This is a Man Booker winning novel that follows the intertwining lives of Black women in Britain from different cultural backgrounds and generations over the course of several decades. The novel was a tour de force. In an NPR interview, Evaristo said, “there are very few Black British novels getting published” and that she wanted to fit in as many Black British stories as possible. Every character is complex and flawed, but each is dealt with kindly and with a lot of empathy. Personally, I walked away with a better appreciation of the diversity of lived experiences of Black women in Britain and how the legacy of Britain’s colonial history in Africa and the Caribbean has passed on through generations.
The Nightingale by Kristin Hannah
The Nightingale tells the stories of two sisters, separated by years and experience—by ideals, passion and circumstance—each embarking on her own dangerous path toward survival, love, and freedom in German-occupied, war-torn France. Yes, this is a fictional novel and there are some criticisms that it’s a bit cliche and over-exaggerated, but what I loved about this novel was how it showed and celebrated the resilience of the human spirit and the durability of women. I especially love this quote: “Men tell stories. Women get on with it. For us it was a shadow war. There were no parades for us when it was over, no medals or mentions in history books. We did what we had to during the war, and when it was over, we picked up the pieces and started our lives over.”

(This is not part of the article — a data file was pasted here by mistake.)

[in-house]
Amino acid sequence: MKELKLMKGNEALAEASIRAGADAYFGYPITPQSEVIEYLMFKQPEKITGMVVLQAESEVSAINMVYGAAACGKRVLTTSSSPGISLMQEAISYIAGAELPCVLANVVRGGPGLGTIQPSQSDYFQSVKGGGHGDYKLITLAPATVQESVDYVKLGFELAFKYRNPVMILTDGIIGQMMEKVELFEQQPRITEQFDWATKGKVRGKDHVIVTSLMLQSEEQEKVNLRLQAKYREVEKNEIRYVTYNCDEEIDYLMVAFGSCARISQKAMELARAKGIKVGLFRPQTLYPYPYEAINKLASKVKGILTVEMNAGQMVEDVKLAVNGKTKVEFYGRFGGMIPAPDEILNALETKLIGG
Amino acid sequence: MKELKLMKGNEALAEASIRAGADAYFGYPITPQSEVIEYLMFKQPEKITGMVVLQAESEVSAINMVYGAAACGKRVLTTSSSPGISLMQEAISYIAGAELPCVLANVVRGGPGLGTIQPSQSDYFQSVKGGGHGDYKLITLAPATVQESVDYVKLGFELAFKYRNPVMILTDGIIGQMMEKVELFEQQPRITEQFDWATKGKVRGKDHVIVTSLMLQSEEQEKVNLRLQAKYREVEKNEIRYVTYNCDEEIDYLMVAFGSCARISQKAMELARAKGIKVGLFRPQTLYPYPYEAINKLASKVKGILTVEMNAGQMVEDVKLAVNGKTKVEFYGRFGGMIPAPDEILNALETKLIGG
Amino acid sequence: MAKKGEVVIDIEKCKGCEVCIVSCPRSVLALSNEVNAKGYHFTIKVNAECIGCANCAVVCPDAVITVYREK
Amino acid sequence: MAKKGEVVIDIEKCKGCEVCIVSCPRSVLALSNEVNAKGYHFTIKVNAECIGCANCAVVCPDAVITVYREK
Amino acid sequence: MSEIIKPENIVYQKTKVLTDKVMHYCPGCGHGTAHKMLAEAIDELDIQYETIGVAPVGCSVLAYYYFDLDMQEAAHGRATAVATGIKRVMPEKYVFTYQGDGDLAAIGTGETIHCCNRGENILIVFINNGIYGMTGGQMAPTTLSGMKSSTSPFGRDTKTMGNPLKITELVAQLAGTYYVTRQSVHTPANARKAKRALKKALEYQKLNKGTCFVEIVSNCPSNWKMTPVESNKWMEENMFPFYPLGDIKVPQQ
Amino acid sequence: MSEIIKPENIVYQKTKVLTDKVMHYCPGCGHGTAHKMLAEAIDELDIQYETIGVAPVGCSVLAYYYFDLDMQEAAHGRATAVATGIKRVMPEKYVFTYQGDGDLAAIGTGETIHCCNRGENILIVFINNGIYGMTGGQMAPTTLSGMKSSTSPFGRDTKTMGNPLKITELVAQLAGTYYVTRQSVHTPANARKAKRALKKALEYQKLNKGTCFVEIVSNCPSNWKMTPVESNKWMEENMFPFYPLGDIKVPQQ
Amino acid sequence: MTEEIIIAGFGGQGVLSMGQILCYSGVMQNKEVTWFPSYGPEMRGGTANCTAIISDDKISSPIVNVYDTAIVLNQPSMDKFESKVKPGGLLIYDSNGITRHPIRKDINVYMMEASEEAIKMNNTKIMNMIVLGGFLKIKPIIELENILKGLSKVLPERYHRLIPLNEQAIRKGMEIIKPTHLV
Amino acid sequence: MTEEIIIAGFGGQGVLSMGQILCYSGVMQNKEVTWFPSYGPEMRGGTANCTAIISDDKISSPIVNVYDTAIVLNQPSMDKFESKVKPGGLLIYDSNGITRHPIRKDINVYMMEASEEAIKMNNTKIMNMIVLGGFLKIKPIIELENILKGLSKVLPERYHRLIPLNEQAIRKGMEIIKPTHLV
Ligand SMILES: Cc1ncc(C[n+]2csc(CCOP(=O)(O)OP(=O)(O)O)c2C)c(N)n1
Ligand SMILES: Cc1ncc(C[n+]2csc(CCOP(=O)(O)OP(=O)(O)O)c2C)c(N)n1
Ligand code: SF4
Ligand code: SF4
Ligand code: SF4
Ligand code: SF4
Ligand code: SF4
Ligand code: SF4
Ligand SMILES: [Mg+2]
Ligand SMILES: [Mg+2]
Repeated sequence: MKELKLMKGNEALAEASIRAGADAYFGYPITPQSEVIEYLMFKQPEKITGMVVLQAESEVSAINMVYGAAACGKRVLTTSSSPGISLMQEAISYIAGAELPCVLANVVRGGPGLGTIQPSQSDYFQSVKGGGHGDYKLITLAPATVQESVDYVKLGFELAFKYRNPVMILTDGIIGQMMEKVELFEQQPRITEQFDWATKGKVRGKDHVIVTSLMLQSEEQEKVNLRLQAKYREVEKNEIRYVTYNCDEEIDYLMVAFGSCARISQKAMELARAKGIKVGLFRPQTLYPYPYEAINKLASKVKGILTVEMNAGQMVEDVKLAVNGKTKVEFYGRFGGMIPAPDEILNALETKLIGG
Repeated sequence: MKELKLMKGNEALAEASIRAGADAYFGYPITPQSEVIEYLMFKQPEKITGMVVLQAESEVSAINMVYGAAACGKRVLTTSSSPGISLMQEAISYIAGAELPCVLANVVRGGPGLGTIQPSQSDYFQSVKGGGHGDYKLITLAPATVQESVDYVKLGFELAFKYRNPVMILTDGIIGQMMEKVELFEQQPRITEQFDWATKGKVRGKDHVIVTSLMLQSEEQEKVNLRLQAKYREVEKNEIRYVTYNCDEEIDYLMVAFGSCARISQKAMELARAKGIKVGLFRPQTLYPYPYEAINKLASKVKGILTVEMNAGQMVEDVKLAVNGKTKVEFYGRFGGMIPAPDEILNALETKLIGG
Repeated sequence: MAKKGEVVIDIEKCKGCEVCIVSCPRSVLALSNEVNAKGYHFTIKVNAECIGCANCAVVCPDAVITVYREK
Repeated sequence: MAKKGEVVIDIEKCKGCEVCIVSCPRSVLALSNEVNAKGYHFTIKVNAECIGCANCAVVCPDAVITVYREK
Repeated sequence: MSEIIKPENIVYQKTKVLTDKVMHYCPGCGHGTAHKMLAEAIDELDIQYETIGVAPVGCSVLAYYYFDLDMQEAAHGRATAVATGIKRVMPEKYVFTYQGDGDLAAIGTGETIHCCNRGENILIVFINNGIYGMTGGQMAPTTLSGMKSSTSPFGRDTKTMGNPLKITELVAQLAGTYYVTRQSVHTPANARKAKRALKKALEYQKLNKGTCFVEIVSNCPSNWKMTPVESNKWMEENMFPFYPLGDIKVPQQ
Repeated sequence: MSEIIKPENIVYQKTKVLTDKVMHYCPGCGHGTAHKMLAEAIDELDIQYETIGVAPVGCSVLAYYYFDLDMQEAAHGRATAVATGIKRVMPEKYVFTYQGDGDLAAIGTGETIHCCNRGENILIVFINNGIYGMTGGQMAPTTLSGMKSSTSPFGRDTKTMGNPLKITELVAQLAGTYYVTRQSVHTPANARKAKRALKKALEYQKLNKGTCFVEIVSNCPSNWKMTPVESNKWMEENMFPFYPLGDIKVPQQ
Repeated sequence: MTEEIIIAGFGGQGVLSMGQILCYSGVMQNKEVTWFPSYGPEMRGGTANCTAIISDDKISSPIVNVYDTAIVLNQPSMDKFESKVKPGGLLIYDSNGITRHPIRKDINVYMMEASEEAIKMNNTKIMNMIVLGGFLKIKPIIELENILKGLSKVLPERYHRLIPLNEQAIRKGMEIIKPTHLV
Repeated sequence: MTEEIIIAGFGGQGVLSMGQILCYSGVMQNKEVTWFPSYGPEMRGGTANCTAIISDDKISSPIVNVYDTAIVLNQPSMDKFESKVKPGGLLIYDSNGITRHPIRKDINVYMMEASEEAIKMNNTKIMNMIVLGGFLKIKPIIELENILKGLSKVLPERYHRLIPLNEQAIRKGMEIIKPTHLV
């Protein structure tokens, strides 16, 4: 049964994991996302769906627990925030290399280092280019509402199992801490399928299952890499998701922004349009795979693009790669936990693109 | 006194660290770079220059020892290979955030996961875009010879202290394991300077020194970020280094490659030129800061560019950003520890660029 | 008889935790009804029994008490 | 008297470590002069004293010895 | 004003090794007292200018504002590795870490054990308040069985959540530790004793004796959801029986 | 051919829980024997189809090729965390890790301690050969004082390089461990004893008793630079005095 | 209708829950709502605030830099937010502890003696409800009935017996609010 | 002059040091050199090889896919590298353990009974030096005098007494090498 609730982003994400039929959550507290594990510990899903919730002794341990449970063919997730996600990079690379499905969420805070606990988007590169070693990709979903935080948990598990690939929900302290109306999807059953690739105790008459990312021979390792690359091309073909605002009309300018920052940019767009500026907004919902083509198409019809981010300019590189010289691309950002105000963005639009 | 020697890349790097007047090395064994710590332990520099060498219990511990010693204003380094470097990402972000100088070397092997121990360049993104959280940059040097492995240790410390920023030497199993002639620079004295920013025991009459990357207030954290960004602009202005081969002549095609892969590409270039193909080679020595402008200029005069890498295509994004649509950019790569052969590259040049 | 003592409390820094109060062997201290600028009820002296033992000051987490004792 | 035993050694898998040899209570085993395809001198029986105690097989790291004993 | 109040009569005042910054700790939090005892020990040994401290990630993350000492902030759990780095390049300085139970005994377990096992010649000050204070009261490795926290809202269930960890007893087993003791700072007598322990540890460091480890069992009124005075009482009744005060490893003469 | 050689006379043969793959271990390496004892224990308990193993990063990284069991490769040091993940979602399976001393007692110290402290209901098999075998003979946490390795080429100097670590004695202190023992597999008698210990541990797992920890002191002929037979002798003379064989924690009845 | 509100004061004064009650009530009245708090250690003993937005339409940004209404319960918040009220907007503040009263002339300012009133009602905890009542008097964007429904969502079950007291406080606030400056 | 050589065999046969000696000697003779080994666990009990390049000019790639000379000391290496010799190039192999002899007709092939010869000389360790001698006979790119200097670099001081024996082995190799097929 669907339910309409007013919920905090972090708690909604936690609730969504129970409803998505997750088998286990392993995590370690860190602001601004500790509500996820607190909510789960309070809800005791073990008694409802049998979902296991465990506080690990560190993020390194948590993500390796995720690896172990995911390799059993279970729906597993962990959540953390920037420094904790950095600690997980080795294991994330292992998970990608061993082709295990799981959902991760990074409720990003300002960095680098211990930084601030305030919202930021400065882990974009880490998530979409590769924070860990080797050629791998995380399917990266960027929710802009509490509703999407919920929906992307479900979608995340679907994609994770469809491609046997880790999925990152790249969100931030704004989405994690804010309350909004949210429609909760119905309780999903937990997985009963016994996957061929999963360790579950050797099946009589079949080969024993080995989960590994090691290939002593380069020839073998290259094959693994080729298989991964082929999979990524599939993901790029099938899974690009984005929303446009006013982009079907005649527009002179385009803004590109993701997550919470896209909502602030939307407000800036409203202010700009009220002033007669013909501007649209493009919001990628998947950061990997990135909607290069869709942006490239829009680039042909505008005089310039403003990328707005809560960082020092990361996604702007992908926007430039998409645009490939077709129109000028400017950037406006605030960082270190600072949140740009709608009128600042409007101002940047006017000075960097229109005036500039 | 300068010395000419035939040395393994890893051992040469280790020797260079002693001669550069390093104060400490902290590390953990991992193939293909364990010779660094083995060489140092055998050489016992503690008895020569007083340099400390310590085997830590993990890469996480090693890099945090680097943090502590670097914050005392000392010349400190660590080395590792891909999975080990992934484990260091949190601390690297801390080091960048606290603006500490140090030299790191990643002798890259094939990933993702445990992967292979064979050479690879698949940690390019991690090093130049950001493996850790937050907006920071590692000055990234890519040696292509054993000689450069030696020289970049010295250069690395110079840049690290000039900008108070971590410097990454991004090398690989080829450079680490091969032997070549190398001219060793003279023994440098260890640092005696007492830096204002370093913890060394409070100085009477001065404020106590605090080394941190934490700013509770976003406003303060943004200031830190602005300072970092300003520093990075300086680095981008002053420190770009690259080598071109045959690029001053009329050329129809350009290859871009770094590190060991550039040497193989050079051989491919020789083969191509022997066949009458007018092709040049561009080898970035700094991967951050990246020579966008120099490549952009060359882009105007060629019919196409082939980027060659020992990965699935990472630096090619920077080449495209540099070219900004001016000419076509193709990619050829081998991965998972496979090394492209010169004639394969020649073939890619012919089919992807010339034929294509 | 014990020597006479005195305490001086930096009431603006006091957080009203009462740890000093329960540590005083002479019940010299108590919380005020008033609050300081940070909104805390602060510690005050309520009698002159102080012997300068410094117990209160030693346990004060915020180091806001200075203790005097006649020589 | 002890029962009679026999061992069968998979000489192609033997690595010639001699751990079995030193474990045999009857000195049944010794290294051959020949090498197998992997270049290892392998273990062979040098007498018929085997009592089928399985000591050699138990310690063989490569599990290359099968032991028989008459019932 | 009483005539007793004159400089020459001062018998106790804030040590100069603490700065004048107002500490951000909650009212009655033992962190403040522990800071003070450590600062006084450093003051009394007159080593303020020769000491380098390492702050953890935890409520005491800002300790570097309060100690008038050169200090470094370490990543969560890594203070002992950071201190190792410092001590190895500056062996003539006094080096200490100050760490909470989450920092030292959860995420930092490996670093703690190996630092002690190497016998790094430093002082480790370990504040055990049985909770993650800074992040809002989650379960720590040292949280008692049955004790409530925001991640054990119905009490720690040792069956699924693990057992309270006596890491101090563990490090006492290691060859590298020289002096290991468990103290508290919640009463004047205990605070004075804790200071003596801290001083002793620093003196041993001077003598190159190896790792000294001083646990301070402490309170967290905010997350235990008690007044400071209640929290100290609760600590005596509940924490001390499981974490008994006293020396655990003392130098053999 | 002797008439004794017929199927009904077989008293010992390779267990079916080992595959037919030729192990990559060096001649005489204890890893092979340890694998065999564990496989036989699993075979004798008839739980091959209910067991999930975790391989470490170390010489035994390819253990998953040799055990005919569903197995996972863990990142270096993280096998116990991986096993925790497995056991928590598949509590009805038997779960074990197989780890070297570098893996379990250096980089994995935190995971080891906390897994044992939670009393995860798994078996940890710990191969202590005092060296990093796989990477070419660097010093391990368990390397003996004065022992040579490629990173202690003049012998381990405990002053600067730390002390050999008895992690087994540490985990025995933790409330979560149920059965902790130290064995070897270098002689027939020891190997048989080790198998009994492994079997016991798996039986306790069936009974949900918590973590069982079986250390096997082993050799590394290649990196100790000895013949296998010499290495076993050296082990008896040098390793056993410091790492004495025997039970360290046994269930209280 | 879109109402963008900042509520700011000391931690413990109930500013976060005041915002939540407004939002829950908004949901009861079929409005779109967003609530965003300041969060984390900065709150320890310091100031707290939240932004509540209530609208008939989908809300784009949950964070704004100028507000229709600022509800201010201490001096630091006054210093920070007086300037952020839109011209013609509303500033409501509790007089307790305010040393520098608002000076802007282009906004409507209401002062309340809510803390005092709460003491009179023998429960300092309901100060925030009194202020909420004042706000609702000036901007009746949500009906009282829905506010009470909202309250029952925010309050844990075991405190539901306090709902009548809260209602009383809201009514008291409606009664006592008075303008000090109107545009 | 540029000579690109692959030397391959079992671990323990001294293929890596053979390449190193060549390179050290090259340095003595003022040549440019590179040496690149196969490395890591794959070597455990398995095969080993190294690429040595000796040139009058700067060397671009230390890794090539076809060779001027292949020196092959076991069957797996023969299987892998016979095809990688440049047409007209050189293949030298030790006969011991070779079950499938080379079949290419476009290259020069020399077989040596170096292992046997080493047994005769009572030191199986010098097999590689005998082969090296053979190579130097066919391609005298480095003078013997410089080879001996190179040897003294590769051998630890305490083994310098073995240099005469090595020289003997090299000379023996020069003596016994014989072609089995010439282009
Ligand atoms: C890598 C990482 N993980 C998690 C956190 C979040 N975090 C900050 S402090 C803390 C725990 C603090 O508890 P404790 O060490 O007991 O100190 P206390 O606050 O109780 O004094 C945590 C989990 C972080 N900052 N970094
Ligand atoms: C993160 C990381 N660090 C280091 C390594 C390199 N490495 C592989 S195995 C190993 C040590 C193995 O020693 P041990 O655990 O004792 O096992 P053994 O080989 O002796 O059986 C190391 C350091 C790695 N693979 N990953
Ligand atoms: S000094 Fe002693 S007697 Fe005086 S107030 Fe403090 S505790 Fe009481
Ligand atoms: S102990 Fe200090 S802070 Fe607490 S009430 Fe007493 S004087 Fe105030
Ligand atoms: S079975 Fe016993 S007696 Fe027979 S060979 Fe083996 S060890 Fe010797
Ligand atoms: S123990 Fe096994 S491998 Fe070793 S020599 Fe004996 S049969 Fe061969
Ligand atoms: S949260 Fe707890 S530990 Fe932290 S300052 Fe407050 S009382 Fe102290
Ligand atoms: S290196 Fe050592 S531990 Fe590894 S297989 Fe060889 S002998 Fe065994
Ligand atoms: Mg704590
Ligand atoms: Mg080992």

Meagan, U.S. District Partnerships
The Giver of Stars by Jojo Moyes
A fictional book where five women—including an unhappily married English woman and the feisty daughter of a criminal—become Kentucky horseback librarians and find their lives transformed along the way. If you need to balance your nonfiction reading with some lighter fiction, this might be the ticket. The book was inspired by a real program First Lady Eleanor Roosevelt started in 1934 to aid and educate people in Appalachia during the Depression, called the Pack Horse Library Project. A group of librarians, mostly women, would ride up to 20-mile routes in the Kentucky mountains, delivering books to people and families.
Diana, Product team
Their Eyes Were Watching God by Zora Neale Hurston
A fictional story about Janie Crawford, a Black woman who makes her way in 20th century Florida. Following Janie’s life provided me with a blueprint for self-discovery—how self-discovery happens over a lifetime, and how it happens alongside (and at times in spite of) male presence.
Aimee, Khan Kids
Little Women by Louisa May Alcott
A coming-of-age novel originally published in two volumes in 1868 and 1869. Alcott based Little Women on her own early life with her three sisters. The novel explores timeless themes of love and death, war and peace, the conflict between personal ambition and family responsibilities, and the clash of cultures between Europe and America.
Mysteries with strong female leads.
The Murder at the Vicarage by Agatha Christie
I recommend any and all of the following strong female leads—Miss Marple (Agatha Christie), Kinsey Milhone (Sue Grafton), Maisie Dobbs (Jacqueline Winspear), and Anna Pigeon (Nevada Barr). There are many more, but this list will get you started. All of these women are often underestimated, but they use their own strengths to find justice in their worlds. Plus they are great stories written by women!
Kristen, Learning Science